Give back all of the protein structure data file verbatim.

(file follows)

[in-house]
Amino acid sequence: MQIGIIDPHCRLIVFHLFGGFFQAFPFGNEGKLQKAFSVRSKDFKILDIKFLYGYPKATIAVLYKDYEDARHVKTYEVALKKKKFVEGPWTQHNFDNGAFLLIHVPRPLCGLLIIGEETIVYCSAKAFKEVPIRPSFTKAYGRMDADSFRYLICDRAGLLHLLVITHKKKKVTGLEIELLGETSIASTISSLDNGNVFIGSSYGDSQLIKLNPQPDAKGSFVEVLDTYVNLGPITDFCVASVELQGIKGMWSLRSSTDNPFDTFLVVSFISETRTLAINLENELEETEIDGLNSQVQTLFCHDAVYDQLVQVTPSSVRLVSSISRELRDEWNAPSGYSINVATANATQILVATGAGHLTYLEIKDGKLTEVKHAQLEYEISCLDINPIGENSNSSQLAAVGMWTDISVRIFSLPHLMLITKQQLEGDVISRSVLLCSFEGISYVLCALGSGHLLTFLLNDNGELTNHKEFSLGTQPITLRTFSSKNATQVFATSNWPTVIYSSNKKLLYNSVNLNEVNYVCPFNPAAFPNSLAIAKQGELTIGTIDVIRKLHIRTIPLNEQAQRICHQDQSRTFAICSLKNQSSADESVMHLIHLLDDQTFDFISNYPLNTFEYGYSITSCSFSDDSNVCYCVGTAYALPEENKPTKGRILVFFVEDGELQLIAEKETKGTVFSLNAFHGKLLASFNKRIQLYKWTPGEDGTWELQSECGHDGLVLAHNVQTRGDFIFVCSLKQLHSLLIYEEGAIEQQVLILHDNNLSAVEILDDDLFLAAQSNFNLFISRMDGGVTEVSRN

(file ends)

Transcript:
[in-house]
Amino acid sequence: MQIGIIDPHCRLIVFHLFGGFFQAFPFGNEGKLQKAFSVRSKDFKILDIKFLYGYPKATIAVLYKDYEDARHVKTYEVALKKKKFVEGPWTQHNFDNGAFLLIHVPRPLCGLLIIGEETIVYCSAKAFKEVPIRPSFTKAYGRMDADSFRYLICDRAGLLHLLVITHKKKKVTGLEIELLGETSIASTISSLDNGNVFIGSSYGDSQLIKLNPQPDAKGSFVEVLDTYVNLGPITDFCVASVELQGIKGMWSLRSSTDNPFDTFLVVSFISETRTLAINLENELEETEIDGLNSQVQTLFCHDAVYDQLVQVTPSSVRLVSSISRELRDEWNAPSGYSINVATANATQILVATGAGHLTYLEIKDGKLTEVKHAQLEYEISCLDINPIGENSNSSQLAAVGMWTDISVRIFSLPHLMLITKQQLEGDVISRSVLLCSFEGISYVLCALGSGHLLTFLLNDNGELTNHKEFSLGTQPITLRTFSSKNATQVFATSNWPTVIYSSNKKLLYNSVNLNEVNYVCPFNPAAFPNSLAIAKQGELTIGTIDVIRKLHIRTIPLNEQAQRICHQDQSRTFAICSLKNQSSADESVMHLIHLLDDQTFDFISNYPLNTFEYGYSITSCSFSDDSNVCYCVGTAYALPEENKPTKGRILVFFVEDGELQLIAEKETKGTVFSLNAFHGKLLASFNKRIQLYKWTPGEDGTWELQSECGHDGLVLAHNVQTRGDFIFVCSLKQLHSLLIYEEGAIEQQVLILHDNNLSAVEILDDDLFLAAQSNFNLFISRMDGGVTEVSRN